The Good Life – November-December 2019


On the cover - West Fargo Fire Chief Dan Fuller, Local Hero - Fargo Police Sergeant Kevin Pallas, Having a Beer with Radio Host, Scott Hennen, Hunting with Bret Amundson and more in Fargo Moorhead's only men's magazine.

Whether you're married, dating, have living

relatives or know someone you can kind of call a

friend, make up a new tradition with them.

of Java, let’s make the best of our time on the frozen

prairie with yet another list of some not-too-bad ideas

for your loved or liked ones and you to do together this


Winter Sur-thrive-al Activities

1. Learn a language on your own or with a friend

or lover

There are plenty of apps and podcasts available that can

teach you other languages for free. Coffee Break Languages

podcasts and the DuoLingo app are two excellent options.

If you learn with a buddy, you can challenge each other and

keep the momentum going. Once you have some fluency

going on, you can also have secret conversations in public

and talk about other people in front of their backs, just

like my Spanish speaking friends did to me in high school.

Please note: When people stare, point and laugh, they’re

definitely talking about you.

2. Make up some traditions

Whether you're married, dating, have living relatives or

know someone you can kind of call a friend, make up a

new tradition with them. There's a reason people have

lasting traditions throughout their family lineage. It helps

people bond, and it's something to look forward to during

the season of depression (this excludes lutefisk).

3. Sleep in on a Saturday and watch cartoons

Maybe it's because my love for cereal as a child was an

unhealthy obsession. Perhaps it's because I still love and

protect my stuffed animals. Whatever the reasons are,

I still believe some Saturdays should be spent sleeping

in until at least 9:35 a.m., eating cereal and watching


4. Host dress-up dinner parties

Tim and I are big proponents of costumed dining (dressup

dinner parties). In the last few years, we've probably

had at least one every season with some of our friends.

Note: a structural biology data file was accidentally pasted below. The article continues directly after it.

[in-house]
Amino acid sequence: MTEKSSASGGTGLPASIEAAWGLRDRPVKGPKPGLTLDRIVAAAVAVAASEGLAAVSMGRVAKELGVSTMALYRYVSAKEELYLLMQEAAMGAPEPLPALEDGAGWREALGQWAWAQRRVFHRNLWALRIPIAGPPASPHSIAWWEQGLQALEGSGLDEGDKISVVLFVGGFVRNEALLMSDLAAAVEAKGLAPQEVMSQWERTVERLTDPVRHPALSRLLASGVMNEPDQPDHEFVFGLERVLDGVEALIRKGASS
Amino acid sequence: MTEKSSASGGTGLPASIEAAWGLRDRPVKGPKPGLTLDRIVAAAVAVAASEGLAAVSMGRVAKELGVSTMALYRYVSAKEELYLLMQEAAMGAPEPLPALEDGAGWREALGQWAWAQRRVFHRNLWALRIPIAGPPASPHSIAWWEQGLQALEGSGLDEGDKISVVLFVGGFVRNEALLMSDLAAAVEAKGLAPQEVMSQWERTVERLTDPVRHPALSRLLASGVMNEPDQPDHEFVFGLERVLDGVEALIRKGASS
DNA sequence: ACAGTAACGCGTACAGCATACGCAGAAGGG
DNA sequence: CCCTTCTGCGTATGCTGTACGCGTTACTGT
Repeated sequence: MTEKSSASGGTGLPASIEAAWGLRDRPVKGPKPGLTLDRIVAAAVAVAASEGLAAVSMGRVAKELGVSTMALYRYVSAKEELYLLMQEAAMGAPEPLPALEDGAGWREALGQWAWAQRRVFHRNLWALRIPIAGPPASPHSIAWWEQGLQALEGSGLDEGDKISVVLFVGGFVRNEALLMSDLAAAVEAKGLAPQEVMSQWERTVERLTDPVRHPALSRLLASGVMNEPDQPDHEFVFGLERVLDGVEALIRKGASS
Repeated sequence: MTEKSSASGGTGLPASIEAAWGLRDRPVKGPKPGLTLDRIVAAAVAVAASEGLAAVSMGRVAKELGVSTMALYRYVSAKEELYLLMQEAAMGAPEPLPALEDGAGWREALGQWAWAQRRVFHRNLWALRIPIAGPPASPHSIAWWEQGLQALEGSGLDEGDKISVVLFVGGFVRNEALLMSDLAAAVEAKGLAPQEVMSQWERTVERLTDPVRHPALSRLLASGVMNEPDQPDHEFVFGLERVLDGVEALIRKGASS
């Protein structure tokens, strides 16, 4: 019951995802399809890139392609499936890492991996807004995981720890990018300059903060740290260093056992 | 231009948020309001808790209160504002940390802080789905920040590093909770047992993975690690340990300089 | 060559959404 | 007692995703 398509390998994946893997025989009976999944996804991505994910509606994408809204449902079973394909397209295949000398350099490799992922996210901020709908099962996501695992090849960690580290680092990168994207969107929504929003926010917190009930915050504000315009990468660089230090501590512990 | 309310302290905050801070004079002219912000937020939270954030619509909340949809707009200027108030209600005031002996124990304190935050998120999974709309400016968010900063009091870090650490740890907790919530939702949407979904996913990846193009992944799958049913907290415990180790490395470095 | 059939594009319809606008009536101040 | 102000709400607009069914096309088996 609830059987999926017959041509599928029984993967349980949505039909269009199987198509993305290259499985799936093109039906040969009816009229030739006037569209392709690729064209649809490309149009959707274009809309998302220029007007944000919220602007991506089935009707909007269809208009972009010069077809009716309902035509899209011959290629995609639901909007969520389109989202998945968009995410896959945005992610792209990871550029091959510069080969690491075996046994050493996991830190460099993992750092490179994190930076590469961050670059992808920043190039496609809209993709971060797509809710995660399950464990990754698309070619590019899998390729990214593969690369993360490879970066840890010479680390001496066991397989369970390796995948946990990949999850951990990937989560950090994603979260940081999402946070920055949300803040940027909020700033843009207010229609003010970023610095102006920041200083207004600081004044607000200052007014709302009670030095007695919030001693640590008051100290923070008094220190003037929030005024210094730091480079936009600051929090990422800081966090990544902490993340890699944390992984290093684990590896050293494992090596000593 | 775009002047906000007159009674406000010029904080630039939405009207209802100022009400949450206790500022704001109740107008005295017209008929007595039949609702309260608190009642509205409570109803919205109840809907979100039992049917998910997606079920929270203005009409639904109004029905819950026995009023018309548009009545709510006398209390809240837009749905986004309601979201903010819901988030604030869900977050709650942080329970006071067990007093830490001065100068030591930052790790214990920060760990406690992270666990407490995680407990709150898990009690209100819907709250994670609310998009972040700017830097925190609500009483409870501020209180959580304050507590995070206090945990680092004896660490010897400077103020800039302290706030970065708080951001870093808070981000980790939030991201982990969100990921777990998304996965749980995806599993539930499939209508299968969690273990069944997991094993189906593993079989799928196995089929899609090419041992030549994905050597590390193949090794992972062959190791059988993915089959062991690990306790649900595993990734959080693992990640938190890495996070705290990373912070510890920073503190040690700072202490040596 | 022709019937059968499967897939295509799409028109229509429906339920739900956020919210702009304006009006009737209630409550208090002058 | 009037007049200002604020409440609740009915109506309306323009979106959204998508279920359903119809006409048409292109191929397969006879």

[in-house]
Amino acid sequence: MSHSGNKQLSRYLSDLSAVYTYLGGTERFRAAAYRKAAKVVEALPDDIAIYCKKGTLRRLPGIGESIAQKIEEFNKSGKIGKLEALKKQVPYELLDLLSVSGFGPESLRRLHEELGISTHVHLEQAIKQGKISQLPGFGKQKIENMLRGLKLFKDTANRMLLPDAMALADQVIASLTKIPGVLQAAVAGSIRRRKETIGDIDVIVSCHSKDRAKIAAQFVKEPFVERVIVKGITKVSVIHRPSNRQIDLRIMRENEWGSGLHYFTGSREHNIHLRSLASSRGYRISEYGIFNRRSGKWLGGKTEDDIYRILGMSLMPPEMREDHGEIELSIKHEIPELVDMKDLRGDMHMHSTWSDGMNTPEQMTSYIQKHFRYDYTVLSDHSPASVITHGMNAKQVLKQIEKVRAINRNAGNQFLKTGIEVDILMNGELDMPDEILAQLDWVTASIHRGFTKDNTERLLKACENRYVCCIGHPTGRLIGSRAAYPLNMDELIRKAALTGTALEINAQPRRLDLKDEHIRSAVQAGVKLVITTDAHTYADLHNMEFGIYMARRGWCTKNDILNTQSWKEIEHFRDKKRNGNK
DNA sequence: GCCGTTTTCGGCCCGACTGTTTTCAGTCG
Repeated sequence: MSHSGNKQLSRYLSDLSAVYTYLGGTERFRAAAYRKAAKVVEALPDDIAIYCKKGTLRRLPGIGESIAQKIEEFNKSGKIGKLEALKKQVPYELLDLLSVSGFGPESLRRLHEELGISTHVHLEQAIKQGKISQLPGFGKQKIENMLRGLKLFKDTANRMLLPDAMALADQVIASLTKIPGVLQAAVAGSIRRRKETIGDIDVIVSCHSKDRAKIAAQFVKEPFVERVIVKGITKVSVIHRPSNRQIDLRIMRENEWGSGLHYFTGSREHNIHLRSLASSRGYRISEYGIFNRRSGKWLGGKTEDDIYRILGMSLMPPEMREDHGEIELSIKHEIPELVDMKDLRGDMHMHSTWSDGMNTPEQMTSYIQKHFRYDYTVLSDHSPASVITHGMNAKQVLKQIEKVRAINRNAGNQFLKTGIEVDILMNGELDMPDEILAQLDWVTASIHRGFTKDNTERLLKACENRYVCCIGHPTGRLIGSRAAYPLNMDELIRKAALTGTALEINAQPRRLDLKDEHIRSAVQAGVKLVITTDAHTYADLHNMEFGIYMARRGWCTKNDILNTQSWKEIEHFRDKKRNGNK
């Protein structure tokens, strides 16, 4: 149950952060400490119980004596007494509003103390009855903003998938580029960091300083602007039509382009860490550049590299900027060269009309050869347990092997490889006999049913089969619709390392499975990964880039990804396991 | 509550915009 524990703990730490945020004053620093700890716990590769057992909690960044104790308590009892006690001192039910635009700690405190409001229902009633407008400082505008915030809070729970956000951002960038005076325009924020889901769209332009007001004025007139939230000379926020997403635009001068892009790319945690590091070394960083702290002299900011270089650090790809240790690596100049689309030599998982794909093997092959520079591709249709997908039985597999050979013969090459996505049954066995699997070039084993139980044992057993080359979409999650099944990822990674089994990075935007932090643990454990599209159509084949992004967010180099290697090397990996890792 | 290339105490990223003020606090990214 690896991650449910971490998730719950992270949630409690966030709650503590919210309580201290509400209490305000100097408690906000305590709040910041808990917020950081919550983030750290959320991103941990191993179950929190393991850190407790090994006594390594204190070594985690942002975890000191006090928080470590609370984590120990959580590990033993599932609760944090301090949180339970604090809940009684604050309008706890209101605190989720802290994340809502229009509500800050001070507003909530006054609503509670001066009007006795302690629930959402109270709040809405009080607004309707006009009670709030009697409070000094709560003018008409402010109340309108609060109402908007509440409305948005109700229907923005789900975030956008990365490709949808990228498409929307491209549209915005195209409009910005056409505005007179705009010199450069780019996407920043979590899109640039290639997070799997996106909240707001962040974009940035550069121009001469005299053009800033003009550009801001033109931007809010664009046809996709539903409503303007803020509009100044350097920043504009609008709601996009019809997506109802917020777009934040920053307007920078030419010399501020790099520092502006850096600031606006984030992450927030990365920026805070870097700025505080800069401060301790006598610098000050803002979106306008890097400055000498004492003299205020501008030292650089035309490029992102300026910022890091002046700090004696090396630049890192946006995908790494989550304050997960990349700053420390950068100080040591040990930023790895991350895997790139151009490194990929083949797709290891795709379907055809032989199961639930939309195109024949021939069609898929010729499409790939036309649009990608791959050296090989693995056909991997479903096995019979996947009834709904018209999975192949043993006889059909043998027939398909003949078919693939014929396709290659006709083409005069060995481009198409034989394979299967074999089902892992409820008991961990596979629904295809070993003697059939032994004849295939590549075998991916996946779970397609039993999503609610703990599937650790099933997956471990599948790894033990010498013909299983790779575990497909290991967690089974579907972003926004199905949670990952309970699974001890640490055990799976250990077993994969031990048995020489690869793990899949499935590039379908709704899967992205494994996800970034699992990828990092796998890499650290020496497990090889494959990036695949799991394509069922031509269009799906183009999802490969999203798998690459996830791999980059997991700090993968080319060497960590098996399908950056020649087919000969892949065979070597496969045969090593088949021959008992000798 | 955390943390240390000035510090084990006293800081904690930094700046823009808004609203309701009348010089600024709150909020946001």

You can make it a murder mystery, too, if you desire.

The main point is to have a theme, make sure everyone

dresses up, assign food or beverage items for people to


bring, and see what strangeness ensues throughout the

evening. Remember to take pictures.

5. Plan a trip, big or small

You can take a little excursion during the months

aforementioned or plan ahead for a spring or summer

vacation. Having something to look forward to is of

utmost importance, and, if you do the planning early, you

don't have to spend your time indoors on your devices

hashing out all the details when you could be outside

planting asparagus or kayaking down the dirty ol’ Red.

6. Sunday dinner

This kind of ties in with No. 3, but consider having a

weekly or monthly ritual of feasting with those whom you

love the most.

7. Volunteer and help others

The Midwest is a brutal place in the fall, winter, and,

well, the spring, especially if you don’t have a warm place

to call your own. Help people and animals often. This

actually benefits you, too, and will give you a greater

sense of purpose. Even if you don’t volunteer at a soup

kitchen or a shelter, you can help the homeless by creating

care packages filled with everyday items. When you see

them on the street, you’ll be prepared. Maybe throw in a

blanket, some food, water, gloves, socks, and a Bible or

another book filled with reminders of hope — anything to

help people survive.

8. Get all kinds of cozy with your kids (or S.O.)

Don’t underestimate the power of playing games (not

mind games). Maybe Candy Land isn’t in your top 10,

but playing board games, working on puzzles, or finding

some other activity your kids will love helps you connect

and lighten up — unless you’re one of those crazies that

has to win every time in order to be happy.

Whether you choose to try any of these ideas or not,

make sure you set fun goals for yourself this winter. We

need little things to look forward to every day amidst the

simultaneously bland and busy weeks. Don’t just wait for

excitement; create it. •

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